We at Mullen and Filippi pride ourselves on embracing diversity and cultural heritage. As we finish the month of May, we are reminded of the profound significance it holds for the Asian American and Pacific Islander Community. Asian American and Pacific Islander Heritage Month not only honors the rich histories, remarkable contributions, and diverse experiences of Asians and Pacific Islanders in the United States, but also serves as a poignant reminder of the ongoing need for legal advocacy and the need to defend their rights.

May 29 is also Memorial Day, and we hope you celebrate the weekend with remembrance, gratitude, and recognition of the sacrifices made to protect the freedoms and rights that we hold dear.


In the recent noteworthy panel decision of Elsa Garcia, Joffre Garcia (Deceased), Applicant v. U.S. Bank, Old Republic (hereinafter, Garcia), the Workers’ Compensation Appeals Board granted reconsideration and rescinded a decision in which the workers’ compensation judge (WCJ) found that defendant failed to rebut a presumption of industrial causation and that decedent sustained an industrial injury arising out of employment in the form of COVID-19.

Mr. Garcia was employed as a banker who last worked on November 16, 2020. He tested positive for COVID-19 on November 19, 2020, and subsequently died as a result of the infection on November 26, 2020.

Mr. Garcia’s widow filed an Application for Adjudication of Claim on April 5, 2021.The claim was denied by Defendants.On August 27, 2021, Defendants filed a Declaration of Readiness to Proceed (DOR) to a Mandatory Settlement Conference (MSC) on the issue of AOE/COE.On August 31, 2021, Applicant objected to the DOR, noting that the parties had not yet obtained a medical-legal evaluation.The matter was initially set for MSC on September 13, 2021, and the hearing was taken off calendar.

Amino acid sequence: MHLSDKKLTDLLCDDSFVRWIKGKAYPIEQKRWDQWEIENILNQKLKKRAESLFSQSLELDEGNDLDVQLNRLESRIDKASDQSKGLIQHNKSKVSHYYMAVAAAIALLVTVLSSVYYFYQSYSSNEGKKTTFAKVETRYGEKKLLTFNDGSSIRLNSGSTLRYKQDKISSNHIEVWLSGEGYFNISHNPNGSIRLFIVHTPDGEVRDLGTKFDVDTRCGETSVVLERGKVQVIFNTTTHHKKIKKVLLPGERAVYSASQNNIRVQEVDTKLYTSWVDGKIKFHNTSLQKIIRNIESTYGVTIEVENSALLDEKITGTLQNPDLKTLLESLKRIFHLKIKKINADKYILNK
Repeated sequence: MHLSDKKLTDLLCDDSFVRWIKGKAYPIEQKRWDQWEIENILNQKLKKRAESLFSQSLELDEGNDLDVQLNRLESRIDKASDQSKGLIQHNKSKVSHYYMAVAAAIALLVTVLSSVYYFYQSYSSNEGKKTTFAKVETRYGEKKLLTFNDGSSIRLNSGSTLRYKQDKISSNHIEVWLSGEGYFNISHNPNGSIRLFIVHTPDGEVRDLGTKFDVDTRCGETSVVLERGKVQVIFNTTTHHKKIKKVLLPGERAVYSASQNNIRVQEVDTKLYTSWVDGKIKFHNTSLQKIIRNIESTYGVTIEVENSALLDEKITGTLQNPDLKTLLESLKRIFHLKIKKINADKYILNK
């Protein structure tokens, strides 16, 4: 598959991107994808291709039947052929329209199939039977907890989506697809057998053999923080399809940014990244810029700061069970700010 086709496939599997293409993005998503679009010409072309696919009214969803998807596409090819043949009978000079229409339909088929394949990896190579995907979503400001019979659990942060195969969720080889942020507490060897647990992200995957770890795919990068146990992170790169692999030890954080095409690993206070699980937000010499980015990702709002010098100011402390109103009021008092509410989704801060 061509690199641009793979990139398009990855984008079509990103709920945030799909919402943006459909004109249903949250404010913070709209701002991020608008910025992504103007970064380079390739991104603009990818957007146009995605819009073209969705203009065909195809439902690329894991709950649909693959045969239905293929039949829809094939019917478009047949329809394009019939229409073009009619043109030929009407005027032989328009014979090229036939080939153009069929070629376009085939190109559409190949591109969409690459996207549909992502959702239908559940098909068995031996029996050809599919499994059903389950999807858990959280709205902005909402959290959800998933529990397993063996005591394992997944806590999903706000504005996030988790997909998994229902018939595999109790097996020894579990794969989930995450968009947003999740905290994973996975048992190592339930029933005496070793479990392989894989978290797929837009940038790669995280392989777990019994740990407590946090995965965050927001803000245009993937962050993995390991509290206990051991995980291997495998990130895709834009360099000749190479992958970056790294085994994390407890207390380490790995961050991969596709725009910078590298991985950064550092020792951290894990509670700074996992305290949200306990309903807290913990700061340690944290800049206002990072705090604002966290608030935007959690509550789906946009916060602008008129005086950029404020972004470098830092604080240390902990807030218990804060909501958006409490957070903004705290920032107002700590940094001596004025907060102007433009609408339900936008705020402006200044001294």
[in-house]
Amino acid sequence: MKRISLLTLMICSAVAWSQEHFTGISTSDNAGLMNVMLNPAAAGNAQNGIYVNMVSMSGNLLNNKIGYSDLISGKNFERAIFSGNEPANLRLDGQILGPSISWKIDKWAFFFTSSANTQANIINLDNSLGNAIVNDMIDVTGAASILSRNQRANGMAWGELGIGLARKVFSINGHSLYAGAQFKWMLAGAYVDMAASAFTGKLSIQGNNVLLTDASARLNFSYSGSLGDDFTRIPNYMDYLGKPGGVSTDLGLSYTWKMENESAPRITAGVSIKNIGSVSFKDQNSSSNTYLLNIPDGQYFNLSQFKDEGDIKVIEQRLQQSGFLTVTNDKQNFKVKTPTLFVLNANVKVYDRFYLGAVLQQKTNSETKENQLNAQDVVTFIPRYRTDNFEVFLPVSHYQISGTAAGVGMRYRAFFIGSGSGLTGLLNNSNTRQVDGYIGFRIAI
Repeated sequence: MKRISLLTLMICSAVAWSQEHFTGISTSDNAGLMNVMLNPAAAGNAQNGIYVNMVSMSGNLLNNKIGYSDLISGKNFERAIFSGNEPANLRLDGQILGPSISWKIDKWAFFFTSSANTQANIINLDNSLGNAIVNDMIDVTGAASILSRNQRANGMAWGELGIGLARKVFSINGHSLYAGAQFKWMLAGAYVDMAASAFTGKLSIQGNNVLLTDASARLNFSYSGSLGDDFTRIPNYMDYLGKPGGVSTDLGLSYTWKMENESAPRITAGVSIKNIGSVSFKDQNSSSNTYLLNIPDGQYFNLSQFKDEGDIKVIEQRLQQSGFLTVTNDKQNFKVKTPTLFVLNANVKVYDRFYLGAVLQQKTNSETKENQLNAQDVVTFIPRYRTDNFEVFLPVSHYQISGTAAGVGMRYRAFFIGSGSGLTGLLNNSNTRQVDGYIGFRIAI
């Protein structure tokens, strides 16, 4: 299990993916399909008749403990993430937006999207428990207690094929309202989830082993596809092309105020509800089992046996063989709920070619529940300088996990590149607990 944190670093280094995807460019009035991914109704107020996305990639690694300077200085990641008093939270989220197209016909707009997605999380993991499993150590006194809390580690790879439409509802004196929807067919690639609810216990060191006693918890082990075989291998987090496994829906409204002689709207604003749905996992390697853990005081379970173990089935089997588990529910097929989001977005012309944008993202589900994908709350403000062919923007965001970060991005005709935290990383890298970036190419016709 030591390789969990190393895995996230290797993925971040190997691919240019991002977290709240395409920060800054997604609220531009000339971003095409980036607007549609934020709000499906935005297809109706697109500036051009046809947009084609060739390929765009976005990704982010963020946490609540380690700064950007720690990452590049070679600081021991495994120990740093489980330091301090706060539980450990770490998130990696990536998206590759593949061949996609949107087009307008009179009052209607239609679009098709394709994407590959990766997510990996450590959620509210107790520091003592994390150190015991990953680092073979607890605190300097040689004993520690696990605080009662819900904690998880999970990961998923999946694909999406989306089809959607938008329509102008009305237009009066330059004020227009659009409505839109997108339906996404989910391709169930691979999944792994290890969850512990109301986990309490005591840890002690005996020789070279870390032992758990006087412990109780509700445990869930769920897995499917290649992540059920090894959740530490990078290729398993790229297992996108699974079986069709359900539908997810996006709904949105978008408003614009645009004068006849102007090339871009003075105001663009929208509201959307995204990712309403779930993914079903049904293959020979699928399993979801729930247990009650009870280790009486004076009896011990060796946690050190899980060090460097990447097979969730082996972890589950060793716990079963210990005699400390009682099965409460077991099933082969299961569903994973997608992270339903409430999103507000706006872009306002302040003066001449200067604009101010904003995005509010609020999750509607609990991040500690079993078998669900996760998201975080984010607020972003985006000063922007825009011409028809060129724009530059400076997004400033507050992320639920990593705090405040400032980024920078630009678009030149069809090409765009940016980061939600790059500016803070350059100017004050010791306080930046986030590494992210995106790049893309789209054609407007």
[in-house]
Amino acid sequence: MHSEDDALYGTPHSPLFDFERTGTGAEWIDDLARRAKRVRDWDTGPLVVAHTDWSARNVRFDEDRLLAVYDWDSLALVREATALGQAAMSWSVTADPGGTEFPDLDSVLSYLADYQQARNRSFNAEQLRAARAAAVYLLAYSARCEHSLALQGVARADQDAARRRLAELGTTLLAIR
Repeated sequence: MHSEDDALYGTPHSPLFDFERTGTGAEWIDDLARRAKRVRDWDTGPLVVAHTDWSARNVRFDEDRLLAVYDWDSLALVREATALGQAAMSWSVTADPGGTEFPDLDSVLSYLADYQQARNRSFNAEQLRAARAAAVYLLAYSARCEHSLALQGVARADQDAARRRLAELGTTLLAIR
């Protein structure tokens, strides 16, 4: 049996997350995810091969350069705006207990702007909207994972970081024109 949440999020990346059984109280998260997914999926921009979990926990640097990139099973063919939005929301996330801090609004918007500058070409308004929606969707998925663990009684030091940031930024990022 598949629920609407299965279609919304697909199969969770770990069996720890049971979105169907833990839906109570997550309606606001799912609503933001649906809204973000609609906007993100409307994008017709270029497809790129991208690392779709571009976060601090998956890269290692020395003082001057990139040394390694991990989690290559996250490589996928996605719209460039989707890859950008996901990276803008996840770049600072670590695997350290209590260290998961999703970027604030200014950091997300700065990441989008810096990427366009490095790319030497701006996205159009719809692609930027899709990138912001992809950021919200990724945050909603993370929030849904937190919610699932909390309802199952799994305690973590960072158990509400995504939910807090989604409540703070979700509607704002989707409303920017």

Defendant filed a second DOR on November 10, 2021. Applicant’s attorney filed an Objection to DOR on December 16, 2021, noting that a panel QME report was pending. At the December 20, 2021 MSC, the WCJ set the matter for trial, noting that Applicant’s DOR objection was untimely. The issue of admissibility of any panel QME report was deferred to the trial judge.

The matter proceeded to trial without medical-legal evidence and the WCJ held that Defendant failed to rebut the presumption that Applicant contracted COVID-19 on an industrial basis, and that Mr. Garcia sustained injury AOE/COE as a result of COVID-19.

Defendant filed a Petition for Reconsideration.

In its Opinion and Order Granting Petition for Reconsideration and Decision After Reconsideration, the Appeals Board held that there was insufficient evidence to find that Mr. Garcia contracted COVID-19 during an outbreak; therefore, the LC Section 3212.88 presumption did not apply. Further, the Appeals Board held that in the absence of the presumption, there must be medical evidence addressing causation. Because a medical-legal evaluation had not been completed, the matter was remanded to the trial level for the parties to complete the panel QME process.

Practice Tip: Practitioners should use caution when litigating AOE/COE claims involving COVID-19 without medical-legal evidence, and always remember to timely file objections to DORs!